In the coming year, they will lead an array of ceremonies, prayers, weekly classes and free presentations at OM, spreading the message about the four elementals and putting the envisioned solution into action, says Achikeobi-Lewis.

“We hope to help lift people out of this situation we are in by using the four elemental mothers, wisdom, ceremony and sharing,” says Lewis.

Starting in September, the couple will hold a monthly water blessing at the French Broad River. Achikeobi-Lewis says that working on healing our relationship with water is foremost.
“The Ifa oracle said that water is one of the key elements in trouble,” she says, “If we can heal the water issues, we can heal the world.”

For those interested in working with the four elements within, the husband-wife team will offer classes on Thursday nights at OM Sanctuary starting in September.

“Individual action is prayer,” says Achikeobi-Lewis. “You have to be the ceremony by living in balance and love.”

All classes and public ceremonies will be multicultural and apply to all people regardless of religious tradition, she adds. “This is not about religion; it is about our humanity that crosses all boundaries,” says Achikeobi-Lewis.

“Any way that your tradition dictates to you about honoring the elements, you can do that, even if you are at a river and you pick up rubbish and say ‘thank you’ and you give some feeling of gratitude to the water for all it does to nourish your life; that is a ceremony,” she says.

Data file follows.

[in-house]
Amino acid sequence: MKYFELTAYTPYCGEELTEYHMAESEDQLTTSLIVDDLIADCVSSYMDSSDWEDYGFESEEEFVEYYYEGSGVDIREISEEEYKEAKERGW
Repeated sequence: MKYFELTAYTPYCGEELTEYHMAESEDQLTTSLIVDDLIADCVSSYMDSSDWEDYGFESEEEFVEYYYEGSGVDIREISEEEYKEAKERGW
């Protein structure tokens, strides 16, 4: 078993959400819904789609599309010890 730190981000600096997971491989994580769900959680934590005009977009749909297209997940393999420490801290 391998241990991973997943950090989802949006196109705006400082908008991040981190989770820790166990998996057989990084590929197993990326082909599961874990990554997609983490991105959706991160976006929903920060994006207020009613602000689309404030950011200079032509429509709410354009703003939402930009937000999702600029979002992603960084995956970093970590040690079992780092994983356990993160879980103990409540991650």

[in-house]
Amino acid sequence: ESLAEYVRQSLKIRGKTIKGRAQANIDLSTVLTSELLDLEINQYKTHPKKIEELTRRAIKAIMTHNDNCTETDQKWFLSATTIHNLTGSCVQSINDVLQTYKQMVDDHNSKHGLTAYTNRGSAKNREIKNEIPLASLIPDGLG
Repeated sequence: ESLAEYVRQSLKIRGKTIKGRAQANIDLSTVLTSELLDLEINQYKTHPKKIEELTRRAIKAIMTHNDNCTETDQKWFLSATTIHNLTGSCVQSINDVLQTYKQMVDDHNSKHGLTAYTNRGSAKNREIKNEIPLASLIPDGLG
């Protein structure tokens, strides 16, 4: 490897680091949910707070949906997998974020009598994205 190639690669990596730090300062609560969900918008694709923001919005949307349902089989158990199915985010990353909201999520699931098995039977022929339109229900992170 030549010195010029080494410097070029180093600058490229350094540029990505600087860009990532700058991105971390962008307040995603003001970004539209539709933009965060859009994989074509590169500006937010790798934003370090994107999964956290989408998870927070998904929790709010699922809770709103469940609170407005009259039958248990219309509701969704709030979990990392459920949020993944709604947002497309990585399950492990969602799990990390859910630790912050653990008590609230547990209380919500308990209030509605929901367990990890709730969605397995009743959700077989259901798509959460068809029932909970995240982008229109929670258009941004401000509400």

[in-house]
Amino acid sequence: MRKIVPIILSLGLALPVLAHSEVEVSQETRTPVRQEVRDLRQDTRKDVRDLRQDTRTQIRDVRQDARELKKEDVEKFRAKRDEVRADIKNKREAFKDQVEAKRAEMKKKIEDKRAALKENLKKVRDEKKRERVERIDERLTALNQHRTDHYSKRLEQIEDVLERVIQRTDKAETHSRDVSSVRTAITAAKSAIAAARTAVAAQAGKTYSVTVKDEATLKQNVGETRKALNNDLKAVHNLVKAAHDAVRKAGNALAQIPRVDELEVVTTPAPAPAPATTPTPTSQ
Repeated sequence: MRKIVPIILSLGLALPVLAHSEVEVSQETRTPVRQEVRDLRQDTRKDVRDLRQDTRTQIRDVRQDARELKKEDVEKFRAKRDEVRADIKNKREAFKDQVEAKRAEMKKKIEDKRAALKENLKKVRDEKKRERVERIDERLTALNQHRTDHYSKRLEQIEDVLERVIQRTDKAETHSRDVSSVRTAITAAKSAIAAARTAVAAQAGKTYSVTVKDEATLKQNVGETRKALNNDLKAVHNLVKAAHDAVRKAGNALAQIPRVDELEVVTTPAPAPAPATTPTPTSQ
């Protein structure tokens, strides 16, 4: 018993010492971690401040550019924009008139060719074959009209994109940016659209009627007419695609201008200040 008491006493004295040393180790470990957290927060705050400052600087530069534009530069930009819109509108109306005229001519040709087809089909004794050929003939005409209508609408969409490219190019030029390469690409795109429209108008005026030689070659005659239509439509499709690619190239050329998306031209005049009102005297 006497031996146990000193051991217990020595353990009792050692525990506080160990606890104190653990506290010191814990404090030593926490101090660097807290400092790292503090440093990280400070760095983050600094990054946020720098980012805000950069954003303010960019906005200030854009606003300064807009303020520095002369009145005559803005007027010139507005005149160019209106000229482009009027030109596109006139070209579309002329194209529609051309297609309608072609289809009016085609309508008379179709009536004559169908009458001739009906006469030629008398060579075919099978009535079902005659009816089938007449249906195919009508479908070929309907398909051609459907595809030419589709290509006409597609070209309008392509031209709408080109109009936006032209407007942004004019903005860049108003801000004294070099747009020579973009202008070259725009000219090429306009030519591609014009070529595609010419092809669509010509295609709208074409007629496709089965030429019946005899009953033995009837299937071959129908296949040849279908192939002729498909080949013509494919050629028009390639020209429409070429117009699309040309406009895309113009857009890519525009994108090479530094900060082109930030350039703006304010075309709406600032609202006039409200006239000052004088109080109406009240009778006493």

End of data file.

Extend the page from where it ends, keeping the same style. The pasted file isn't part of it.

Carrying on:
For those skeptical about the four elemental mothers, Achikeobi-Lewis says this: “Essentially they are what keeps us alive.

“You can’t live without water for more than a couple of days,” says Achikeobi-Lewis. “You can’t live without air. …  You can’t live without the earth. And you can’t live without fire, the sun.”

Those are the four elemental mothers, Achikeobi-Lewis explains. “They are seen as feminine principles, because it’s that which nourishes and sustains us,” she says.

In December, the couple will facilitate an ancient Oshun ceremony at OM Sanctuary. Called the Lighting of the Lights, the ceremony will honor the four elemental mothers and “represent the lighting of Oshun’s wisdom and the relighting of the wisdom of the world,” says Achikeobi-Lewis.

“We are creating a reconnection to that which sustains us,” she says. “We are like children that have been disconnected from the womb of our mother Earth, and we cannot live like that. We are getting sicker; our children are getting more disease; we are having more mental and physical issues, having more earthquakes; the temperature is going up on our planet; the waters are drying up,” says Achikeobi-Lewis.

“So it is time, time to honor, to ask for forgiveness and to remember.”


OM Sanctuary

Yeye Osun, Institute of Four Elemental Mothers


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About Emily Nichols
Emily Nichols is a writer and photographer for the Mountain Xpress. She enjoys writing about wellness and spirituality in WNC.